Cee-Lo Green The Lady Killer

A review of Cee-Lo Green’s ‘The Lady Killer’ (2010)

Cee-Lo Green is that maddeningly brilliant, completely left-of-centre genius that only rolls around every few years in a genre. R&B has of course had its fair share of auteur geniuses: off the top of my head, Marvin Gaye, Prince, Bootsy Collins come to mind (and I would be remiss if I didn’t at least wonder if Hendrix belongs in that group, too; I’ve caught myself thinking his best work is more R&B than rock). Lately, new generations of the weird and wonderful have come thick and fast: Cee-Lo Green. Kelis. Janelle Monáe. Wonderful stuff if you care to find it.

Cee-Lo is a great melodist, first and foremost. His melodic invention seems to know few bounds: his stellar work with Danger Mouse in Gnarls Barkley showed that he could craft timeless melodies and lyrics — songs that indelibly embedded themselves in our musical memories, songs that were both the ultimate in radio-friendly pop and serious, funky R&B, at the same time. It’s a classic R&B sound to be sure: more Al Green, less Usher. More Wilson Pickett, less Chris Brown.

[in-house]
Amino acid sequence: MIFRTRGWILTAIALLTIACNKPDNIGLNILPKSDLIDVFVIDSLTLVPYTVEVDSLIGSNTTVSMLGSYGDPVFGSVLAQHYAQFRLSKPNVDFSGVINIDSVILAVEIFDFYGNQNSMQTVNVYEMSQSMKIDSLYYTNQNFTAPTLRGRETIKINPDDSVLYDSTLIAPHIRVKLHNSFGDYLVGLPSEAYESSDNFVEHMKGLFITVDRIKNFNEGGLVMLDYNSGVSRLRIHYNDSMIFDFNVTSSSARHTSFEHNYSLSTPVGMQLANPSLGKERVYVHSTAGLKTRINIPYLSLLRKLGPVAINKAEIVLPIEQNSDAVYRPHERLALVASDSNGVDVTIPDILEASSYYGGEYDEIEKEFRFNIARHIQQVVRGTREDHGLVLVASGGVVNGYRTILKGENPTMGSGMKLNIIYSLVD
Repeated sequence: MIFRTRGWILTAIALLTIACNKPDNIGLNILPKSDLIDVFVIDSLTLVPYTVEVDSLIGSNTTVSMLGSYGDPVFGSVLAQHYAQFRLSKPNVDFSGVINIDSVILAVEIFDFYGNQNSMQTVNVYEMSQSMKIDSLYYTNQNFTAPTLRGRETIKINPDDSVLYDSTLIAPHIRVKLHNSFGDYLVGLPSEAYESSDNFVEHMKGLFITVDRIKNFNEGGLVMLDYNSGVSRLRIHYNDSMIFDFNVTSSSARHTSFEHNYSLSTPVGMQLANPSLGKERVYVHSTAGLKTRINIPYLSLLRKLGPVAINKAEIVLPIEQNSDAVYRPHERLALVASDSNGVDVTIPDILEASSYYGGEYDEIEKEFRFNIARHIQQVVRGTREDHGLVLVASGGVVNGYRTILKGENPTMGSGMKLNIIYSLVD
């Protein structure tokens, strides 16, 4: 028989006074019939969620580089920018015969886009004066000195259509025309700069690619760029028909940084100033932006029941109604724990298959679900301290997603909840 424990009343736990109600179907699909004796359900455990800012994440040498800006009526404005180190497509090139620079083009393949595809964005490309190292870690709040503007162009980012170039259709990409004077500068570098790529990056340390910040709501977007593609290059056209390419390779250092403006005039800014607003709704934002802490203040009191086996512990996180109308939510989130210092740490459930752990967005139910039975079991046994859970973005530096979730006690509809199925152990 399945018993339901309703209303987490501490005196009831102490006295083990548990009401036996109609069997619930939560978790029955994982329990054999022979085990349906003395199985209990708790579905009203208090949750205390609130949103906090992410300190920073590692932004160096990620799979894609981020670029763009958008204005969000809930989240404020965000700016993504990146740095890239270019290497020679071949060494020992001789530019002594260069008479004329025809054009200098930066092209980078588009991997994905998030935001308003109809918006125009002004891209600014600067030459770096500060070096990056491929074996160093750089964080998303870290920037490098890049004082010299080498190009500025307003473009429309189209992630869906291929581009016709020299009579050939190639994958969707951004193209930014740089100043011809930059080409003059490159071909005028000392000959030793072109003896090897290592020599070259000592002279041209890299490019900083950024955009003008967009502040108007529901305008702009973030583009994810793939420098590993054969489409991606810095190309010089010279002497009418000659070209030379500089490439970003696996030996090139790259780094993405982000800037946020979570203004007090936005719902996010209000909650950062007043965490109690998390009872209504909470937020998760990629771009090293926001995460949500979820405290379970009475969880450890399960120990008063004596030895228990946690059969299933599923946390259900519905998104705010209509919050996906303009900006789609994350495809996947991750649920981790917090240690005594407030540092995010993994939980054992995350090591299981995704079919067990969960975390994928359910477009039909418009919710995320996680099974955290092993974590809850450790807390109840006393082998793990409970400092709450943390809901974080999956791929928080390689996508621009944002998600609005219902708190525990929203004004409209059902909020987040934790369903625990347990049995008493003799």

And it seems he learned quite a bit from Danger Mouse: his own productions have become more widescreen, more colourful, grander than they were prior to Gnarls Barkley. There’s a greater facility to the flow of the music, a greater ease with which it all comes together sonically. These are also thoroughly modern productions, employing the best technology has to offer (it takes a lot of tech to sound genuinely old).

Cee-Lo is both tied up and set free by his maverick public persona; be-hatted, giant-sunglasses, coats in wild colours, platform boots… Green is much larger than life, at least on stage. But the masquerade cannot possibly match the invention in his music. The Lady Killer is a classic soul album, a vivid technicolor Gesamtkunstwerk that deserves to find a place among the What’s Going Ons and Sing O’ The Times any day.

Like every great record, there are flaws; the (wholly calculated and anticipated) PR debacle of the single “Fuck You” and its inevitable re-casting as “Forget You” for mainstream radio’s faux public decency requirements seems an unfortunately misguided attention-grab. Great song, though.

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